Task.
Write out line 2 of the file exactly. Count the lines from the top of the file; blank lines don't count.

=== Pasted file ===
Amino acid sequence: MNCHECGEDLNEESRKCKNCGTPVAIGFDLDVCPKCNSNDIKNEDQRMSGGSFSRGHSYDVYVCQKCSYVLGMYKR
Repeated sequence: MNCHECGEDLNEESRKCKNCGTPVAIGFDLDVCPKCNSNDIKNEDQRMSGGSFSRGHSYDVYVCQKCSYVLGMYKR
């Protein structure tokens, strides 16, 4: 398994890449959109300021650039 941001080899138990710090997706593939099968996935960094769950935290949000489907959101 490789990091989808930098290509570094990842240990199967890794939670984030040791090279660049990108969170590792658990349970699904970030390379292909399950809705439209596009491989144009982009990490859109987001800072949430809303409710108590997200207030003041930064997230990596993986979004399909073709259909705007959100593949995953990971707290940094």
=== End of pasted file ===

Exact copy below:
Repeated sequence: MNCHECGEDLNEESRKCKNCGTPVAIGFDLDVCPKCNSNDIKNEDQRMSGGSFSRGHSYDVYVCQKCSYVLGMYKR